L. Pan, C. Ding, and X. Yuan, “Spectral shifts and spectral switches of twisted Gaussian Schell-model beams passing through an aperture,” Opt. Commun. 274(1), 100–104 (2007). [CrossRef]

7.

X. Ji, E. Zhang, and B. Lü, “Changes in the spectrum of Gaussian Schell-model beams propagating through turbulent atmosphere,” Opt. Commun. 259(1), 1–6 (2006). [CrossRef]

8.

Z. Tong and O. Korotkova, “Spectral shifts and switches in random fields upon interaction with negative-phase materials,” Phys. Rev. A 82(1), 013829 (2010). [CrossRef]

9.

D. G. Fischer and E. Wolf, “Inverse problems with quasi-homogeneous random media,” J. Opt. Soc. Am. A 11(3), 1128–1135 (1994). [CrossRef]

10.

A. Dogariu and E. Wolf, “Spectral changes produced by static scattering on a system of particles,” Opt. Lett. 23(17), 1340–1342 (1998). [CrossRef] [PubMed]

11.

M. Lahiri and E. Wolf, “Spectral changes of stochastic beams scattered on a deterministic medium,” Opt. Lett. 37(13), 2517–2519 (2012). [CrossRef] [PubMed]

12.

T. Wang and D. Zhao, “Effects of source correlation on the spectral shift of light waves on scattering,” Opt. Lett. 38(9), 1545–1547 (2013). [CrossRef] [PubMed]

13.

X. Du and D. Zhao, “Spectral shifts produced by scattering from rotational quasi-homogeneous anisotropic media,” Opt. Lett. 36(24), 4749–4751 (2011). [CrossRef] [PubMed]

14.

X. Du and D. Zhao, “Frequency shifts of spectral lines induced by scattering from a rotational anisotropic particle,” Opt. Commun. 285(6), 934–936 (2012). [CrossRef]

15.

E. Wolf, Introduction to the Theory of Coherence and Polarization of Light (Cambridge University, 2007).

OCIS Codes
(030.1670) Coherence and statistical optics : Coherent optical effects
(290.5850) Scattering : Scattering, particles

ToC Category:
Coherence and Statistical Optics

History
Original Manuscript: July 22, 2013
Revised Manuscript: September 10, 2013
Manuscript Accepted: September 10, 2013
Published: September 18, 2013

Citation
Xinyue Du, "Spectral shifts and spectral switches produced by the scattering system of two anisotropic particles in different distance," Opt. Express 21, 22610-22616 (2013)
http://www.opticsinfobase.org/oe/abstract.cfm?URI=oe-21-19-22610


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References

  1. E. Wolf, “Invariance of the spectrum of light on propagation,” Phys. Rev. Lett.56(13), 1370–1372 (1986). [CrossRef] [PubMed]
  2. E. Wolf, “Red shifts and blue shifts of spectral lines emitted by two correlated sources,” Phys. Rev. Lett.58(25), 2646–2648 (1987). [CrossRef] [PubMed]
  3. E. Wolf, J. T. Foley, and F. Gori, “Frequency shifts of spectral lines produced by scattering from spatially random media,” J. Opt. Soc. Am. A6(8), 1142–1149 (1989). [CrossRef]
  4. G. Gbur, T. D. Visser, and E. Wolf, “Anomalous behavior of spectra near phase singularities of focused waves,” Phys. Rev. Lett.88(1), 013901 (2001). [CrossRef] [PubMed]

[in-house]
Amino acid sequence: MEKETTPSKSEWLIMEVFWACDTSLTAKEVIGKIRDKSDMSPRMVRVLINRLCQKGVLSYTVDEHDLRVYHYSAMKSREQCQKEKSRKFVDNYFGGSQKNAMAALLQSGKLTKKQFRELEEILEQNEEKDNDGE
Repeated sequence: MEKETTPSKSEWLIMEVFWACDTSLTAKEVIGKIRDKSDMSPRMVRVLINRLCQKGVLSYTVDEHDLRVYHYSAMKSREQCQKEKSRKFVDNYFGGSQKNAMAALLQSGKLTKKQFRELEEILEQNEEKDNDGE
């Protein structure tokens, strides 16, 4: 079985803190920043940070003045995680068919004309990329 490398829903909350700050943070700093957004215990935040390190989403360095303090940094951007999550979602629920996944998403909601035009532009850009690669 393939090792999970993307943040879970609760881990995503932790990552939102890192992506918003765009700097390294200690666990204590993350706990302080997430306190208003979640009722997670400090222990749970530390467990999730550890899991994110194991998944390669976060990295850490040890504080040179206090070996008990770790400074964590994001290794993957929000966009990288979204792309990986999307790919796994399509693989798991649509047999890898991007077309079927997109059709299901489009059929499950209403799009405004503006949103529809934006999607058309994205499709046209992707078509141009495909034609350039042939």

5. J. Pu, H. Zhang, and S. Nemoto, “Spectral shifts and spectral switches of partially coherent light passing through an aperture,” Opt. Commun.162(1-3), 57–63 (1999). [CrossRef]
  6. L. Pan, C. Ding, and X. Yuan, “Spectral shifts and spectral switches of twisted Gaussian Schell-model beams passing through an aperture,” Opt. Commun.274(1), 100–104 (2007). [CrossRef]
  7. X. Ji, E. Zhang, and B. Lü, “Changes in the spectrum of Gaussian Schell-model beams propagating through turbulent atmosphere,” Opt. Commun.259(1), 1–6 (2006). [CrossRef]
  8. Z. Tong and O. Korotkova, “Spectral shifts and switches in random fields upon interaction with negative-phase materials,” Phys. Rev. A82(1), 013829 (2010). [CrossRef]
  9. D. G. Fischer and E. Wolf, “Inverse problems with quasi-homogeneous random media,” J. Opt. Soc. Am. A11(3), 1128–1135 (1994). [CrossRef]
  10. A. Dogariu and E. Wolf, “Spectral changes produced by static scattering on a system of particles,” Opt. Lett.23(17), 1340–1342 (1998). [CrossRef] [PubMed]
  11. M. Lahiri and E. Wolf, “Spectral changes of stochastic beams scattered on a deterministic medium,” Opt. Lett.37(13), 2517–2519 (2012). [CrossRef] [PubMed]
  12. T. Wang and D. Zhao, “Effects of source correlation on the spectral shift of light waves on scattering,” Opt. Lett.38(9), 1545–1547 (2013). [CrossRef] [PubMed]
  13. X. Du and D. Zhao, “Spectral shifts produced by scattering from rotational quasi-homogeneous anisotropic media,” Opt. Lett.36(24), 4749–4751 (2011). [CrossRef] [PubMed]
  14. X. Du and D. Zhao, “Frequency shifts of spectral lines induced by scattering from a rotational anisotropic particle,” Opt. Commun.285(6), 934–936 (2012). [CrossRef]
  15. E. Wolf, Introduction to the Theory of Coherence and Polarization of Light (Cambridge University, 2007).